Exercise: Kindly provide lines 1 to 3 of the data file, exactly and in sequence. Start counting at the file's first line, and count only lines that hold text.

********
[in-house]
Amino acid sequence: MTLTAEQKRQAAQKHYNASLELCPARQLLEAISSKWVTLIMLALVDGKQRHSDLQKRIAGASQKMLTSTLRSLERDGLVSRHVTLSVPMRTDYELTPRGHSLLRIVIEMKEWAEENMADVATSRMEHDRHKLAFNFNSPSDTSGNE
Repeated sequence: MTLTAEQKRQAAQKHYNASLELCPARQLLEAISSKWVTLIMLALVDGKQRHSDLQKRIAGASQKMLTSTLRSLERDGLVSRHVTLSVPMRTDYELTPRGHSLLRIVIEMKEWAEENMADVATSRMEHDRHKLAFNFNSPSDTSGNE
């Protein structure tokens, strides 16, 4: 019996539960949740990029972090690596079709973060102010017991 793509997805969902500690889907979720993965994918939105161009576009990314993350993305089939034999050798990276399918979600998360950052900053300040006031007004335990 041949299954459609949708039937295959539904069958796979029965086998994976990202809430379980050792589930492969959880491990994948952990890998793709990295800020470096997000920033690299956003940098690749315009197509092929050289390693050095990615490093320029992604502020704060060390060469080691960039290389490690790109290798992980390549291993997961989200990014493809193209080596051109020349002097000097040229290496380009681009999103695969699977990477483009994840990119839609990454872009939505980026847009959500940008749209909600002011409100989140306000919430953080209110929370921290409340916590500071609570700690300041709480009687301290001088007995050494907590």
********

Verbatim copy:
[in-house]
Amino acid sequence: MTLTAEQKRQAAQKHYNASLELCPARQLLEAISSKWVTLIMLALVDGKQRHSDLQKRIAGASQKMLTSTLRSLERDGLVSRHVTLSVPMRTDYELTPRGHSLLRIVIEMKEWAEENMADVATSRMEHDRHKLAFNFNSPSDTSGNE
Repeated sequence: MTLTAEQKRQAAQKHYNASLELCPARQLLEAISSKWVTLIMLALVDGKQRHSDLQKRIAGASQKMLTSTLRSLERDGLVSRHVTLSVPMRTDYELTPRGHSLLRIVIEMKEWAEENMADVATSRMEHDRHKLAFNFNSPSDTSGNE